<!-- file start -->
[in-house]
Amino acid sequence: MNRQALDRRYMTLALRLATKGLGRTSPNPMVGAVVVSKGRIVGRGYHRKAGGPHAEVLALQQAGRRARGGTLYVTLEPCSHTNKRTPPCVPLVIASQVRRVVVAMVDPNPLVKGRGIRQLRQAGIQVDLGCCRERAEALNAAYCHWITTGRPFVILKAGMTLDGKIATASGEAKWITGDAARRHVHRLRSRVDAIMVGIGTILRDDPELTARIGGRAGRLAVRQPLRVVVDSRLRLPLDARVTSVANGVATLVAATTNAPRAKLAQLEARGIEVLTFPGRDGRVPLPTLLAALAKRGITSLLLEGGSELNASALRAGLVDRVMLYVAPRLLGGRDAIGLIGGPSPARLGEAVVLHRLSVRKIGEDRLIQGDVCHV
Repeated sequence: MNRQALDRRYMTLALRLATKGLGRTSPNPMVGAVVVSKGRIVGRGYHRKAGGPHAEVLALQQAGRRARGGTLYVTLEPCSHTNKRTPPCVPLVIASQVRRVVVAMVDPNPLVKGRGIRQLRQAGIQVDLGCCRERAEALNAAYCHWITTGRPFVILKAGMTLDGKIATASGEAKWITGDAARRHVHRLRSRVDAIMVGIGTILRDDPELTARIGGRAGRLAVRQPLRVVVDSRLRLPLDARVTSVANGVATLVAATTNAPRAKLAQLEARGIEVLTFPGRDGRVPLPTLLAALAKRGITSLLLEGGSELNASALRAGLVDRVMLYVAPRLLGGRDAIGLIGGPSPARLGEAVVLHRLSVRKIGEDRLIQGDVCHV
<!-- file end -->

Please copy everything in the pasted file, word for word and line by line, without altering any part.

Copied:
[in-house]
Amino acid sequence: MNRQALDRRYMTLALRLATKGLGRTSPNPMVGAVVVSKGRIVGRGYHRKAGGPHAEVLALQQAGRRARGGTLYVTLEPCSHTNKRTPPCVPLVIASQVRRVVVAMVDPNPLVKGRGIRQLRQAGIQVDLGCCRERAEALNAAYCHWITTGRPFVILKAGMTLDGKIATASGEAKWITGDAARRHVHRLRSRVDAIMVGIGTILRDDPELTARIGGRAGRLAVRQPLRVVVDSRLRLPLDARVTSVANGVATLVAATTNAPRAKLAQLEARGIEVLTFPGRDGRVPLPTLLAALAKRGITSLLLEGGSELNASALRAGLVDRVMLYVAPRLLGGRDAIGLIGGPSPARLGEAVVLHRLSVRKIGEDRLIQGDVCHV
Repeated sequence: MNRQALDRRYMTLALRLATKGLGRTSPNPMVGAVVVSKGRIVGRGYHRKAGGPHAEVLALQQAGRRARGGTLYVTLEPCSHTNKRTPPCVPLVIASQVRRVVVAMVDPNPLVKGRGIRQLRQAGIQVDLGCCRERAEALNAAYCHWITTGRPFVILKAGMTLDGKIATASGEAKWITGDAARRHVHRLRSRVDAIMVGIGTILRDDPELTARIGGRAGRLAVRQPLRVVVDSRLRLPLDARVTSVANGVATLVAATTNAPRAKLAQLEARGIEVLTFPGRDGRVPLPTLLAALAKRGITSLLLEGGSELNASALRAGLVDRVMLYVAPRLLGGRDAIGLIGGPSPARLGEAVVLHRLSVRKIGEDRLIQGDVCHV